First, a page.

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CNN exclusive: Nigerian schoolgirl describes escape from Boko Haram

By Nima Elbagir and Lillian Leposo, CNN
May 12, 2014 -- Updated 1318 GMT (2118 HKT)
STORY HIGHLIGHTS
  • NEW: Villagers say they were warned that attackers were coming, but police did nothing
  • NEW: "It's like they were coming for a shopping trip," one witness tells CNN
  • NEW: CNN team describes difficult trip to village where girls were taken
  • "We would rather die than go," girl who escaped tells CNN

Editor's note: CNN's Nima Elbagir, Lillian Leposo and Nick Migwe made the dangerous journey to Chibok, Nigeria, to gather firsthand accounts of the abduction of the schoolgirls -- and how people in the northeastern town are still living in fear.

Chibok, Nigeria (CNN) -- The terrifying news began to spread before the gun-wielding Islamist militants made it into Chibok last month. Villagers began to receive cell phone calls that the feared extremist group Boko Haram was on the way.

No one knew what the attack would entail, that it would mean hundreds of schoolgirls plucked from their beds by a group of extremists who would later threaten to sell them.

"It's like they were coming for a shopping trip," a villager who witnessed the attack told CNN.

Some lucky girls managed to escape that night when, after they were loaded into cargo trucks, they made a dash for freedom.

"We would rather die than go," one of the girls told CNN. "We ran into the bush. We ran and we ran."

He kept fighting for missing girls
Police in riot gear block a route in Abuja, Nigeria, on Tuesday, October 14, during a demonstration calling on the Nigerian government to rescue schoolgirls kidnapped by the Islamist militant group Boko Haram. In April, more than 200 girls were abducted from their boarding school in northeastern Nigeria, officials and witnesses said. Police in riot gear block a route in Abuja, Nigeria, on Tuesday, October 14, during a demonstration calling on the Nigerian government to rescue schoolgirls kidnapped by the Islamist militant group Boko Haram. In April, more than 200 girls were abducted from their boarding school in northeastern Nigeria, officials and witnesses said.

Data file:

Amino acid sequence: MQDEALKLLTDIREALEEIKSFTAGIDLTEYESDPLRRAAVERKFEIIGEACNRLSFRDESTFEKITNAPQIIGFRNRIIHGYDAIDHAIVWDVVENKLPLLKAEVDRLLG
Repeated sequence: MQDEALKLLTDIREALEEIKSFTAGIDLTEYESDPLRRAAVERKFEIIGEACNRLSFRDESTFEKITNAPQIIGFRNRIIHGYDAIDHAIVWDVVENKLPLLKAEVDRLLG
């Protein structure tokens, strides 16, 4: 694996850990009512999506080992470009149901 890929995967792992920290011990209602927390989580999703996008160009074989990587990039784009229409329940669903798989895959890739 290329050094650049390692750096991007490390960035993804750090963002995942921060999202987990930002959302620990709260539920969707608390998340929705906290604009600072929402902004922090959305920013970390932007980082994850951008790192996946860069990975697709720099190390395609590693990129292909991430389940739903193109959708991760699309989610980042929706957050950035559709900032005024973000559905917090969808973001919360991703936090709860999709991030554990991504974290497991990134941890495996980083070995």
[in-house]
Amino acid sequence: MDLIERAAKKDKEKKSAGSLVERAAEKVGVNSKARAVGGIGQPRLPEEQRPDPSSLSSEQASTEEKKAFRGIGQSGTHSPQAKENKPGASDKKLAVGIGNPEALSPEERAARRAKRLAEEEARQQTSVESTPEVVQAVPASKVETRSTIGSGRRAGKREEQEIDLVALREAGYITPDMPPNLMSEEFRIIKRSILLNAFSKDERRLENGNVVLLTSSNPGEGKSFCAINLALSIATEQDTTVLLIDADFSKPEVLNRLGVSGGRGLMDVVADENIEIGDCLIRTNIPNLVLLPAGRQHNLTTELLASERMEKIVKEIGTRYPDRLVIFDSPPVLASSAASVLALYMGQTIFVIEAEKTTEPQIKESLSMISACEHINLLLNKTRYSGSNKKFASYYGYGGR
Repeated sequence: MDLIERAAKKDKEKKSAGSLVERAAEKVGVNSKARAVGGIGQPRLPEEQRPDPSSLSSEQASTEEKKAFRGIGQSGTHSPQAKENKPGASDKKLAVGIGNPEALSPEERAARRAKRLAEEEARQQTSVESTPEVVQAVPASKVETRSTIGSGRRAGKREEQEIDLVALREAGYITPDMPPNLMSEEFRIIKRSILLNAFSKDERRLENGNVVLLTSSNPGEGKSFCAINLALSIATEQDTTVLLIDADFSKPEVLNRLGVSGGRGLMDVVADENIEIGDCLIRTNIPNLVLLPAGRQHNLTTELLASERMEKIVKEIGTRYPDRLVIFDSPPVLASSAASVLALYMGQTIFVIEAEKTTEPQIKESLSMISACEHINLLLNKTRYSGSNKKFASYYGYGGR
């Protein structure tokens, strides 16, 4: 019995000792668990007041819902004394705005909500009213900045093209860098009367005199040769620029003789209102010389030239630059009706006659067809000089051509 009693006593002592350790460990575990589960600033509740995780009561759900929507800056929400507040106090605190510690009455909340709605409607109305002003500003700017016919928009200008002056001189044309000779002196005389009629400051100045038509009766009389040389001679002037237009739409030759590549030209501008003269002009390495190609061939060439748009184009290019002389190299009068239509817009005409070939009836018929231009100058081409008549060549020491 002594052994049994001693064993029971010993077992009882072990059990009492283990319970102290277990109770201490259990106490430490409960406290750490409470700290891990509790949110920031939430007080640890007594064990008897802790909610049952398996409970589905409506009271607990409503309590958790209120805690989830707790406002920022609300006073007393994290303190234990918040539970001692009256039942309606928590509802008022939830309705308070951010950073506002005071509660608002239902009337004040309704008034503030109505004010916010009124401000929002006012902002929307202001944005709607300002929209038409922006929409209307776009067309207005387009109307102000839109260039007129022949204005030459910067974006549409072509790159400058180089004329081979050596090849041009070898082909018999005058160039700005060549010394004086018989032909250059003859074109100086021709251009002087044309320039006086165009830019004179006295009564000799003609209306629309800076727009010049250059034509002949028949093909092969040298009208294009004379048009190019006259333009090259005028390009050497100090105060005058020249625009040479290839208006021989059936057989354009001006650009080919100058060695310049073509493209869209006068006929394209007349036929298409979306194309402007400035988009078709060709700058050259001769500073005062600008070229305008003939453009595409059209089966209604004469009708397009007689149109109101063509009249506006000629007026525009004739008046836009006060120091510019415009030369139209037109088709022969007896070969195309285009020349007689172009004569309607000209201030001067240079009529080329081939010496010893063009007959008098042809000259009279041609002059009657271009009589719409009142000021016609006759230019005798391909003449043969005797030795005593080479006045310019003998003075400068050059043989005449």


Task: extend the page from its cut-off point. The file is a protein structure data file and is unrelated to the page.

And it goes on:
Nigerians protest over kidnapped schoolgirls
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Photos: Nigerians protest over kidnapped girls Photos: Nigerians protest over kidnapped girls
Weeks after the April 14 kidnapping of more than 200 Nigerian girls, worried families and supporters blamed the government for not doing enough to find them. Their cries spread worldwide on social media under the hashtag #BringBackOurGirls. From regular people to celebrities, here are some of the people participating in the movement. Weeks after the April 14 kidnapping of more than 200 Nigerian girls, worried families and supporters blamed the government for not doing enough to find them. Their cries spread worldwide on social media under the hashtag #BringBackOurGirls. From regular people to celebrities, here are some of the people participating in the movement.
'Bring Back Our Girls!'
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Bring Back Our Girls Bring Back Our Girls
Follow Nima Elbagir's journey to Chibok  Follow Nima Elbagir's journey to Chibok
Follow Nima Elbagir's journey to ChibokFollow Nima Elbagir's journey to Chibok

With fear in her eyes and voice, the young woman, who asked not to be identified, described the experience to a CNN crew that made the long, dangerous trip to her village.

She said she and two friends who had also escaped saw something on fire and headed in that direction, presuming it was building in the village that had been set ablaze. Normally, Chibok is pitch black at night.

Boko Haram abducted an estimated 276 girls in April from a boarding school in Chibok. Dozens escaped, but more than 200 are still missing.

Villagers said they passed along warnings to local police that the terrorists were on their way that night. They said they received phone calls from family and friends from surrounding villages and were told that there was a convoy of cargo trucks, pickups and motorcycles heading their way.

One villager said he was told, "They are coming for you. Run!"

The villagers said police called for reinforcements, but none came. Everyone, including the police, fled into the bush during the attack. But the girls were asleep in their dorms.

The stories appear to confirm an Amnesty International report that the government couldn't put together enough troops to head off the attack.

The girl who described her escape to CNN was still shaken up by the events. When asked to describe what her kidnappers wore, she responded: "I feel afraid."

Her school is closed, but if it were open, she says, she wouldn't go back.

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